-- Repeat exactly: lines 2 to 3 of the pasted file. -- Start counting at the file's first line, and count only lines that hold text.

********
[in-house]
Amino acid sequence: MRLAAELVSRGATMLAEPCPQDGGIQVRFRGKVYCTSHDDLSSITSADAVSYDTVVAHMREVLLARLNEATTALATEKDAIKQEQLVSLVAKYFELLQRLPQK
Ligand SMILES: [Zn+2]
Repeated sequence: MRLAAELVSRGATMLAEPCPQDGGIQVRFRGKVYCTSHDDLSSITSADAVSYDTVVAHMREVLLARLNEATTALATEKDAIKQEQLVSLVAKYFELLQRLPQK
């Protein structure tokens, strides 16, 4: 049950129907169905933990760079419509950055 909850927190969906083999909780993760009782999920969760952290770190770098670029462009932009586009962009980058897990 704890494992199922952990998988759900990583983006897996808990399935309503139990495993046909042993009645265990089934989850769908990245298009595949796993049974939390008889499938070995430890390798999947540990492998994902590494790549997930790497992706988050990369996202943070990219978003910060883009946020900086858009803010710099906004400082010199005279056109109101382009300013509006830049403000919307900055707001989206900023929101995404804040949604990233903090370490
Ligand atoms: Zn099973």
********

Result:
Amino acid sequence: MRLAAELVSRGATMLAEPCPQDGGIQVRFRGKVYCTSHDDLSSITSADAVSYDTVVAHMREVLLARLNEATTALATEKDAIKQEQLVSLVAKYFELLQRLPQK
Ligand SMILES: [Zn+2]